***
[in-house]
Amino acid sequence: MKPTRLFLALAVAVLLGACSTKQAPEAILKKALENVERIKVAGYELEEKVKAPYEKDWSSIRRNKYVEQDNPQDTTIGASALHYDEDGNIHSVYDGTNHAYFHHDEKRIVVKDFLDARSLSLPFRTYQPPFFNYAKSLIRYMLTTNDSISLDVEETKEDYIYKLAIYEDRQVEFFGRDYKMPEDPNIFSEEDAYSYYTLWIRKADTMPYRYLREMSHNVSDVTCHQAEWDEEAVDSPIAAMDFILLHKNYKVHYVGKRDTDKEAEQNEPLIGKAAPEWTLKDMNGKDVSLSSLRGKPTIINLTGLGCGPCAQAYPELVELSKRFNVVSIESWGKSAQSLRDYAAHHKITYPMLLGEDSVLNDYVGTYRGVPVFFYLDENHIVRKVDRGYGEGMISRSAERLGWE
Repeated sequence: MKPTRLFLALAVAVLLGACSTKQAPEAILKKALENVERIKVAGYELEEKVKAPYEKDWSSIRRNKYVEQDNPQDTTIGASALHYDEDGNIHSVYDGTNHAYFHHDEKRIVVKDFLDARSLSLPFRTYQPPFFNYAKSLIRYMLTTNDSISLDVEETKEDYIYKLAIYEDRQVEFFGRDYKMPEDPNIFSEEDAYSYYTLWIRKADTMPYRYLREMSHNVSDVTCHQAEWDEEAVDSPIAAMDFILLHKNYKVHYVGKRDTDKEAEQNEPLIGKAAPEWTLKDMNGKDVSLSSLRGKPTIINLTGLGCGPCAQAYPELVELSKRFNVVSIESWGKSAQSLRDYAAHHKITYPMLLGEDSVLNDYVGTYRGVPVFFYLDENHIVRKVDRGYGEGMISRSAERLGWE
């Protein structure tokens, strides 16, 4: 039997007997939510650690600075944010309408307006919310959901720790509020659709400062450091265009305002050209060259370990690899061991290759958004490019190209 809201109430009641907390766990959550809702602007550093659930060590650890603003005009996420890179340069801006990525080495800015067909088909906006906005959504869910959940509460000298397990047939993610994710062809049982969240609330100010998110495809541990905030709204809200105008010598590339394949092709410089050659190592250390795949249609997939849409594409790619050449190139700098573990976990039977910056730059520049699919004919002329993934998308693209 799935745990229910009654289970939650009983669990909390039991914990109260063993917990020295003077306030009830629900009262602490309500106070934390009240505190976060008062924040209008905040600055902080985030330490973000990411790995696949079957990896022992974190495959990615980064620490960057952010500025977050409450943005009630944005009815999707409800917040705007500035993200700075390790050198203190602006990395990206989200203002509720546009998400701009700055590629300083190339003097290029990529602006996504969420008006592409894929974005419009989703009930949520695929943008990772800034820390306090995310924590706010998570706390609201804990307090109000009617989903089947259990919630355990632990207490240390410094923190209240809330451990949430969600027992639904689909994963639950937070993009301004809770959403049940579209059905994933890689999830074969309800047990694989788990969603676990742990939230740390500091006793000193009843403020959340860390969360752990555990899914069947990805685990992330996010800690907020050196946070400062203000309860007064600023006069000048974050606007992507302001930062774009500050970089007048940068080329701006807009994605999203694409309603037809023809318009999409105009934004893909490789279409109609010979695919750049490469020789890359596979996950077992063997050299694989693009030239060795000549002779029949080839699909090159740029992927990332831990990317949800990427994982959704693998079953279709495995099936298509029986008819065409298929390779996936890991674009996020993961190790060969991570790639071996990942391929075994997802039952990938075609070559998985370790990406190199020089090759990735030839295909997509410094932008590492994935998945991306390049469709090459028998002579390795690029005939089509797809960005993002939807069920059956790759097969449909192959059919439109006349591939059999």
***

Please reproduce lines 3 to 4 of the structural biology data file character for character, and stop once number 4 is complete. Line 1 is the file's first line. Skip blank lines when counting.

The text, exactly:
Repeated sequence: MKPTRLFLALAVAVLLGACSTKQAPEAILKKALENVERIKVAGYELEEKVKAPYEKDWSSIRRNKYVEQDNPQDTTIGASALHYDEDGNIHSVYDGTNHAYFHHDEKRIVVKDFLDARSLSLPFRTYQPPFFNYAKSLIRYMLTTNDSISLDVEETKEDYIYKLAIYEDRQVEFFGRDYKMPEDPNIFSEEDAYSYYTLWIRKADTMPYRYLREMSHNVSDVTCHQAEWDEEAVDSPIAAMDFILLHKNYKVHYVGKRDTDKEAEQNEPLIGKAAPEWTLKDMNGKDVSLSSLRGKPTIINLTGLGCGPCAQAYPELVELSKRFNVVSIESWGKSAQSLRDYAAHHKITYPMLLGEDSVLNDYVGTYRGVPVFFYLDENHIVRKVDRGYGEGMISRSAERLGWE
């Protein structure tokens, strides 16, 4: 039997007997939510650690600075944010309408307006919310959901720790509020659709400062450091265009305002050209060259370990690899061991290759958004490019190209 809201109430009641907390766990959550809702602007550093659930060590650890603003005009996420890179340069801006990525080495800015067909088909906006906005959504869910959940509460000298397990047939993610994710062809049982969240609330100010998110495809541990905030709204809200105008010598590339394949092709410089050659190592250390795949249609997939849409594409790619050449190139700098573990976990039977910056730059520049699919004919002329993934998308693209 799935745990229910009654289970939650009983669990909390039991914990109260063993917990020295003077306030009830629900009262602490309500106070934390009240505190976060008062924040209008905040600055902080985030330490973000990411790995696949079957990896022992974190495959990615980064620490960057952010500025977050409450943005009630944005009815999707409800917040705007500035993200700075390790050198203190602006990395990206989200203002509720546009998400701009700055590629300083190339003097290029990529602006996504969420008006592409894929974005419009989703009930949520695929943008990772800034820390306090995310924590706010998570706390609201804990307090109000009617989903089947259990919630355990632990207490240390410094923190209240809330451990949430969600027992639904689909994963639950937070993009301004809770959403049940579209059905994933890689999830074969309800047990694989788990969603676990742990939230740390500091006793000193009843403020959340860390969360752990555990899914069947990805685990992330996010800690907020050196946070400062203000309860007064600023006069000048974050606007992507302001930062774009500050970089007048940068080329701006807009994605999203694409309603037809023809318009999409105009934004893909490789279409109609010979695919750049490469020789890359596979996950077992063997050299694989693009030239060795000549002779029949080839699909090159740029992927990332831990990317949800990427994982959704693998079953279709495995099936298509029986008819065409298929390779996936890991674009996020993961190790060969991570790639071996990942391929075994997802039952990938075609070559998985370790990406190199020089090759990735030839295909997509410094932008590492994935998945991306390049469709090459028998002579390795690029005939089509797809960005993002939807069920059956790759097969449909192959059919439109006349591939059999």